The funeral of Senator John McCain was an opportunity to demonstrate the unity of the US ruling class. In the presence of former Presidents Bill Clinton, George Bush Jr and Barack Obama, they turned into an anti-Trump rally, in the same detestation of Russia.
Amid a worsening in U.S.-Russian relations that renowned scholar and left-wing journalist Stephen Cohen has recently characterized as being worse that during the Cuban Missile Crisis, a veritable onslaught of intense and unrelenting anti-Russian sentiment has been unleashed in the U.S.
The supposed rationale for this initiative is hostility toward President Donald Trump and his Russian counterpart Vladimir Putin, though it’s surely possible to discover other grounds for the first’s opponents to criticize him, and the anti-Russian venom is by no means limited to the nation’s government.
Unlike its prototype that began shortly after World War II, however, this time it’s not being spearheaded by an array of rock-ribbed conservatives, leaders of traditional religious groups, immigrants from Eastern Europe and the broader military-industrial complex but by coalition of media personalities (a disproportionate amount of whom are comedians and late-night television hosts), Hollywood celebrities, prominent Democrat elected officials, former intelligence agents and directors, webzine journalists and what during the years of the George W. Bush presidency were known as neoconservatives. As a whole this somewhat ragtag assembly consists of people who describe themselves as liberals, progressives and leftists.
The initial rallying cry for this xenophobic crusade was signaled by Hillary Clinton in the 2016 presidential election campaign when, among other illiberal and unsubstantiated claims, she denounced her then-opponent Donald Trump as someone Russian President Vladimir Putin would "have as a puppet"  and routinely slandered Julian Assange and Wikileaks as being under Russian control . In her exact words, "there’s no difference."
The drumbeat of Russophobia intensified in the final days of the campaign and rather than dissipating, only increased after the election, soon taking center stage in American political discourse, with the "Russian hacking" of state voting systems having been decided upon as a strategy for invalidating the election result. The topic has been resurrected in recent days, notably by former Clinton Administration Labor Secretary Robert Reich, in calling for annulling the election of Donald Trump, though the earlier accusation of tampering with voting machines and systems, now largely refuted, is no longer alluded to.
As all such politically-motivated initiatives aimed at the lower emotions and in this case at a several-decade-long history of deeply (perhaps ineradicably) ingrained anti-Russian fear and animus, this one has swept caution, healthy scepticism, moderation and decency aside.
Immediately after the election filmmaker Michael Moore (who’s made a lucrative career out of straddling the divide between liberals and progressives) made inflammatory statements appealing to "patriotic generals" and praising the role of the Central Intelligence Agency, both in clear reference to saving the republic from President Trump.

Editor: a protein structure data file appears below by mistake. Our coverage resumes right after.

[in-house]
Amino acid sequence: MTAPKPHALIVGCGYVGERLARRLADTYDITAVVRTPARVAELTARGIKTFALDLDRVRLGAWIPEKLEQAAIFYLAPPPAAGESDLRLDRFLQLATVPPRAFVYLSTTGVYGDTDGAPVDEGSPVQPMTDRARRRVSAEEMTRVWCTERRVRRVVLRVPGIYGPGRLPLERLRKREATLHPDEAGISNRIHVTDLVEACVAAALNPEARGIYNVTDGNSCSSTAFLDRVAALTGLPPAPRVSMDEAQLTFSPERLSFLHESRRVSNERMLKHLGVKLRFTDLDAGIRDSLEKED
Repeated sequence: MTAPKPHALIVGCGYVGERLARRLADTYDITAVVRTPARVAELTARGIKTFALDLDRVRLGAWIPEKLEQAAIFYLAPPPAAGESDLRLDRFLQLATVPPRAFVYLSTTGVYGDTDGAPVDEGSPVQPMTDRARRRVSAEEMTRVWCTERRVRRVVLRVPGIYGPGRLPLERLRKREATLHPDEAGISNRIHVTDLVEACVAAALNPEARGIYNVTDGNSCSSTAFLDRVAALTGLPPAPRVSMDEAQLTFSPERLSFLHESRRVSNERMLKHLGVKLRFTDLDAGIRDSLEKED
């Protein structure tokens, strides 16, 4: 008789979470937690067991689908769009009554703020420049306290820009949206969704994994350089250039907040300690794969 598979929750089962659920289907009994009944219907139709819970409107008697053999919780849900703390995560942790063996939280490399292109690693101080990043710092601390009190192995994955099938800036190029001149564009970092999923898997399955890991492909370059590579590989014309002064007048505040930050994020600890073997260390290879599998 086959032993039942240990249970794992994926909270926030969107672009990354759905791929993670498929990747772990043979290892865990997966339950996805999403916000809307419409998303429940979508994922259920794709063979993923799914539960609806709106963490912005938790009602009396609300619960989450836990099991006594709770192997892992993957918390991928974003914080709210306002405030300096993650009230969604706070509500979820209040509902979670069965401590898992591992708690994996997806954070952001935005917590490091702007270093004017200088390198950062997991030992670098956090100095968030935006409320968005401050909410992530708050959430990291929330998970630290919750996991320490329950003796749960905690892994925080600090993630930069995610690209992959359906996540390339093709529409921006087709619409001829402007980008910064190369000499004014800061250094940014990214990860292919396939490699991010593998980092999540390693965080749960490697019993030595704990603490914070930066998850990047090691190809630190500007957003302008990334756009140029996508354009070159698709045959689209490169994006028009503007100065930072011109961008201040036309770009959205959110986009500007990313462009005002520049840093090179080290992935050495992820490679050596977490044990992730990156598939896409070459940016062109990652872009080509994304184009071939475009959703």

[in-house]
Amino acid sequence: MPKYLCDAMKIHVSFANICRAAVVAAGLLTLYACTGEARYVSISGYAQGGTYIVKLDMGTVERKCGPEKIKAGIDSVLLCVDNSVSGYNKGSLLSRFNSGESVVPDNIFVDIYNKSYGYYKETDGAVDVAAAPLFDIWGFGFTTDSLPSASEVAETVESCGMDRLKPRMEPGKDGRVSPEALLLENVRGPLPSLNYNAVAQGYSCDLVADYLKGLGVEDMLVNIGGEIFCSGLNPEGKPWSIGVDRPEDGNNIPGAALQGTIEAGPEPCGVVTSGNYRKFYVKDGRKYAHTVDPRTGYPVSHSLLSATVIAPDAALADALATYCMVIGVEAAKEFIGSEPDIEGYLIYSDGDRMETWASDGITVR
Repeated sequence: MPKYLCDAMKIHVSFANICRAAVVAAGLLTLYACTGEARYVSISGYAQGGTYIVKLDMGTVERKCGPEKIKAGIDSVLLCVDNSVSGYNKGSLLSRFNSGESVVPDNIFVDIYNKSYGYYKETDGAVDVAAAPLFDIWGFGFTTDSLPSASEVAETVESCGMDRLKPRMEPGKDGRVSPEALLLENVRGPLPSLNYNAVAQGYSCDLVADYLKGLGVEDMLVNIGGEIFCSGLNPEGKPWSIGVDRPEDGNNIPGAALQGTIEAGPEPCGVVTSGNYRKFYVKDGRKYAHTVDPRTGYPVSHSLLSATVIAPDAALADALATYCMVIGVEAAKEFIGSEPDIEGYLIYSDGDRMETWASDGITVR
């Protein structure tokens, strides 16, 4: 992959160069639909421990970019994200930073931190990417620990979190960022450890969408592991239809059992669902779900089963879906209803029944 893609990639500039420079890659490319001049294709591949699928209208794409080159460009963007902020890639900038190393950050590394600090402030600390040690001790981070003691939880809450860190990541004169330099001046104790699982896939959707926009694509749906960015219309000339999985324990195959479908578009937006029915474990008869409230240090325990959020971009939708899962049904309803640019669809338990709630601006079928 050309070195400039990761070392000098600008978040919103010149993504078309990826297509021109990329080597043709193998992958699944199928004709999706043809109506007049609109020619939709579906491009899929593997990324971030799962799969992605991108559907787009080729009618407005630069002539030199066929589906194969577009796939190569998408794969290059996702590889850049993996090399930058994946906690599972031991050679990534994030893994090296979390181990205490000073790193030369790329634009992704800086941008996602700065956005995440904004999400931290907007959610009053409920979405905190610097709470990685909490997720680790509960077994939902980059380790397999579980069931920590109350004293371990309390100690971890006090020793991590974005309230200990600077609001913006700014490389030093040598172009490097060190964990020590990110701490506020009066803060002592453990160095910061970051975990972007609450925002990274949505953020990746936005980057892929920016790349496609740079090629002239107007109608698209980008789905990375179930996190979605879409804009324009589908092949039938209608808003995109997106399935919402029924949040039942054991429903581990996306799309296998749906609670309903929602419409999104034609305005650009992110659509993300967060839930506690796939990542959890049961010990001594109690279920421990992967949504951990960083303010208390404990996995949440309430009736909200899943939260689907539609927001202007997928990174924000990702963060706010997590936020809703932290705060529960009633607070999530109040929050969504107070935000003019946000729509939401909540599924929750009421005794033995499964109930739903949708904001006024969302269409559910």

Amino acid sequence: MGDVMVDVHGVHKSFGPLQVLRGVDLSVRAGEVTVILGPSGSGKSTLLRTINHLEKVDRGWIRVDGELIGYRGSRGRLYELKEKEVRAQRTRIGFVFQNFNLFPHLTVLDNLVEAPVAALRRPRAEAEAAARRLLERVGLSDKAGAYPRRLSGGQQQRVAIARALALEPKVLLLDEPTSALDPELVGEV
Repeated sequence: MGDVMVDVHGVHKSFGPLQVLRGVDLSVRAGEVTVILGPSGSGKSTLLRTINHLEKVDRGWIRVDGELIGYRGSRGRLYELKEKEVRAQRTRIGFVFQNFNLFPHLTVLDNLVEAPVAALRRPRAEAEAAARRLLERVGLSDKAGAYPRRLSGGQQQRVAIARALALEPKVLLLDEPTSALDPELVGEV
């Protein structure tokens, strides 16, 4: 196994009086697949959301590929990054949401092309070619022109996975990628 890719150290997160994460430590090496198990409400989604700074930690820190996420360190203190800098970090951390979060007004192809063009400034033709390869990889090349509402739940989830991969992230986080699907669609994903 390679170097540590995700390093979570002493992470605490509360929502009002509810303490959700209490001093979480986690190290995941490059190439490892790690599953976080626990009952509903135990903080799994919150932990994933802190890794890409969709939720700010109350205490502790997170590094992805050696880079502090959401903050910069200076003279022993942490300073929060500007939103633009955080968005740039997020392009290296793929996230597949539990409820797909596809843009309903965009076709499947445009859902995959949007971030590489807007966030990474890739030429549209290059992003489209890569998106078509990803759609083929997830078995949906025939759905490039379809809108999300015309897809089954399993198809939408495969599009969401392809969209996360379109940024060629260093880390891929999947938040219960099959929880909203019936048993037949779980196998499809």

Hollywood veteran Rob Reiner and the newly-created Committee to Investigate Russia produced a video in which actor Morgan Freeman menacingly intones: "We have been attacked. We are at war." 
In recent days late-night TV host and comedian Bill Maher fawned over ex-CIA director John Brennan in a manner more befitting an aspiring poet flattering a Roman emperor on his HBO show. Maher, who has used the word before, coaxed a by no means reluctant Brennan into acknowledging the charge of treason against Trump for having met with Russian President Putin in Helsinki in July. 
As writer Michael McCaffrey put it, only in a highly-charged politically environment like that obtaining in the U.S. currently could "a former CIA director who has committed crimes and war crimes such as implementing and covering up Bush’s rendition and torture regime, spying on the US Senate, and masterminding Obama’s deadly drone program, get a delirious ovation from those on the left."
With the death of Senator John McCain on August 25, the quintessential imperialist who spent a disproportionate amount of the days in each year traveling the world inciting insurrections and wars - more than any other American official, and politician of any nationality, in history that I can think of - became the new icon of the American liberal-left self-styled resistance. He has been lionized, nearly beatified as a sterling example of what an American political leader should be, an Ahura Mazda to Trump’s Ahriman in the Zoroastrian scheme.
The current liberal-progressive (its own nomenclature) dispensation has traveled a long way from denouncing Joseph McCarthy’s red hunt - a sign at a recent anti-Trump march read "Joe McCarthy, where are you when we need you?" - and organizing to prevent the executions of Julius and Ethel Rosenberg to clamoring for the 21st-century equivalents of both.